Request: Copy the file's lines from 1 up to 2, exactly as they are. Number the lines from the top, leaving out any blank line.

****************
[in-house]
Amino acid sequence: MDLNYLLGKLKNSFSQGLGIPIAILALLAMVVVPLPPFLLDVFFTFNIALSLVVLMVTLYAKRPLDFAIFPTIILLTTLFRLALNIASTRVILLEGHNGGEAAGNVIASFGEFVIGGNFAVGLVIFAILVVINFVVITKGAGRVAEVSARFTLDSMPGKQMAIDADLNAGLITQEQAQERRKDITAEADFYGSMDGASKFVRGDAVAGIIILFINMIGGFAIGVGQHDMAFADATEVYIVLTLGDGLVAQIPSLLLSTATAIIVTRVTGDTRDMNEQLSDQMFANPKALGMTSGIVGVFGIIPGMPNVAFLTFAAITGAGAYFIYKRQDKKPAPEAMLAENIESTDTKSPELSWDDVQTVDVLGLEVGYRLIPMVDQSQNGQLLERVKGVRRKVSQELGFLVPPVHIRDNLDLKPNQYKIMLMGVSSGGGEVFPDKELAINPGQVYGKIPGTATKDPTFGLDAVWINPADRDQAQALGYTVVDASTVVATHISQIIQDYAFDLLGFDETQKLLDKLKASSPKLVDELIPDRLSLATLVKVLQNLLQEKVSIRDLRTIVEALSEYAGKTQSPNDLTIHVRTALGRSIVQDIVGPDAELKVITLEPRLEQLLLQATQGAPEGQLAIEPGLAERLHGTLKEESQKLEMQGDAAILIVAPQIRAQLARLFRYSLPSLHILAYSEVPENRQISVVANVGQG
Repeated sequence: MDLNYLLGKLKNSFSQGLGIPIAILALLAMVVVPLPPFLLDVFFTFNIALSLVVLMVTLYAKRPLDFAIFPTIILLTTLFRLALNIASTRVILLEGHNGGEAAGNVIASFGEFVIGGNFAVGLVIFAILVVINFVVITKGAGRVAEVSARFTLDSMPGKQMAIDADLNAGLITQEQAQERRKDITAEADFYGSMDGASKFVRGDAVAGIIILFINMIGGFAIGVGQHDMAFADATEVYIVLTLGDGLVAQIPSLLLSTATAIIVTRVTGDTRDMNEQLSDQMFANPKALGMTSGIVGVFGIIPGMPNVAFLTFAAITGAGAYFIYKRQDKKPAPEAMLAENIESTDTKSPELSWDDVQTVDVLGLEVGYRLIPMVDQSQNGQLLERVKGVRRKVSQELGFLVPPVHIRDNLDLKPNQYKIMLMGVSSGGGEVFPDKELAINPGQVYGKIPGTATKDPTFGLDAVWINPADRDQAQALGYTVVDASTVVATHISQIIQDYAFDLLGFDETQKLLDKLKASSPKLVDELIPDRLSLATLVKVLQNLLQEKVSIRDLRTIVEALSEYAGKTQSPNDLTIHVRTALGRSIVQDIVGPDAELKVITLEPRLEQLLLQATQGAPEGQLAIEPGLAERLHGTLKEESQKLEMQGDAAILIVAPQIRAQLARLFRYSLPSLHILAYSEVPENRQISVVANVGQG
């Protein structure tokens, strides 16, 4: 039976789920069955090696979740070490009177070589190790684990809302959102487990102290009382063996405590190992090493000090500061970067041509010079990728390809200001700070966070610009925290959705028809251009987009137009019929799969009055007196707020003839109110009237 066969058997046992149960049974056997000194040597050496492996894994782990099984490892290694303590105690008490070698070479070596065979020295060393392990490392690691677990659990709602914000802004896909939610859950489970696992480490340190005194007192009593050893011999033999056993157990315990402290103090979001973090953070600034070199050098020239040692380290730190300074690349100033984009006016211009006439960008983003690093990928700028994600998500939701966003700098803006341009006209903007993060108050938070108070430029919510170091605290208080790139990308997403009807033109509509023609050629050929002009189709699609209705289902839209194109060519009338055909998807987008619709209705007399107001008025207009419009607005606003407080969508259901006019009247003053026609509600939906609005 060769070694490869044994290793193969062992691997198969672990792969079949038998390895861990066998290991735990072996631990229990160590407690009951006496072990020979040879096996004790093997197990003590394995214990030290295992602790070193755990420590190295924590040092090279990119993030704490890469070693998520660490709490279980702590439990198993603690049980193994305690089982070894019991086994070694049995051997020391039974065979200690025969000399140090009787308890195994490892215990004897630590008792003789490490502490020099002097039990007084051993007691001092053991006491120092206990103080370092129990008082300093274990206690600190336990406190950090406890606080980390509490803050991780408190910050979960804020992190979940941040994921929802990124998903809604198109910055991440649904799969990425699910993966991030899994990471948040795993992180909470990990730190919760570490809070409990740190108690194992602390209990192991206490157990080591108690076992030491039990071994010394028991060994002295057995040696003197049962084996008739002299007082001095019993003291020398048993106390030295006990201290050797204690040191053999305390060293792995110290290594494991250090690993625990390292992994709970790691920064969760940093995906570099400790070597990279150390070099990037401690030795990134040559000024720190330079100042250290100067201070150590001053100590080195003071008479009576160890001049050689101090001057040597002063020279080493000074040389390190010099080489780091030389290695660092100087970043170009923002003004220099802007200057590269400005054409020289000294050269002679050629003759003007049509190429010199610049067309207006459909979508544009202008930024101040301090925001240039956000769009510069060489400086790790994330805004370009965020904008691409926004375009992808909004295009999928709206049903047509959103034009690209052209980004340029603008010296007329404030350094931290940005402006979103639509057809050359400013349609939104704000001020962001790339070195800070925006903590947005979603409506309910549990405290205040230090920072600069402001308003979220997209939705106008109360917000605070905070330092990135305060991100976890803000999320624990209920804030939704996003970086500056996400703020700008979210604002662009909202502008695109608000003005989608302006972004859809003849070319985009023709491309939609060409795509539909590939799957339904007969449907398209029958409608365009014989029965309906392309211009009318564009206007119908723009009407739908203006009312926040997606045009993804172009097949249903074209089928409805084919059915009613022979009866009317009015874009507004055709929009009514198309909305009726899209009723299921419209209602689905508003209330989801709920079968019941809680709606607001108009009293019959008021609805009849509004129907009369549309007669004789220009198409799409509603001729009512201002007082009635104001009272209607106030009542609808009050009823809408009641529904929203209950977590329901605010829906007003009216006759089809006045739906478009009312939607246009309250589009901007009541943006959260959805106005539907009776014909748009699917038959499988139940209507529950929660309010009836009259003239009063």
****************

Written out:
[in-house]
Amino acid sequence: MDLNYLLGKLKNSFSQGLGIPIAILALLAMVVVPLPPFLLDVFFTFNIALSLVVLMVTLYAKRPLDFAIFPTIILLTTLFRLALNIASTRVILLEGHNGGEAAGNVIASFGEFVIGGNFAVGLVIFAILVVINFVVITKGAGRVAEVSARFTLDSMPGKQMAIDADLNAGLITQEQAQERRKDITAEADFYGSMDGASKFVRGDAVAGIIILFINMIGGFAIGVGQHDMAFADATEVYIVLTLGDGLVAQIPSLLLSTATAIIVTRVTGDTRDMNEQLSDQMFANPKALGMTSGIVGVFGIIPGMPNVAFLTFAAITGAGAYFIYKRQDKKPAPEAMLAENIESTDTKSPELSWDDVQTVDVLGLEVGYRLIPMVDQSQNGQLLERVKGVRRKVSQELGFLVPPVHIRDNLDLKPNQYKIMLMGVSSGGGEVFPDKELAINPGQVYGKIPGTATKDPTFGLDAVWINPADRDQAQALGYTVVDASTVVATHISQIIQDYAFDLLGFDETQKLLDKLKASSPKLVDELIPDRLSLATLVKVLQNLLQEKVSIRDLRTIVEALSEYAGKTQSPNDLTIHVRTALGRSIVQDIVGPDAELKVITLEPRLEQLLLQATQGAPEGQLAIEPGLAERLHGTLKEESQKLEMQGDAAILIVAPQIRAQLARLFRYSLPSLHILAYSEVPENRQISVVANVGQG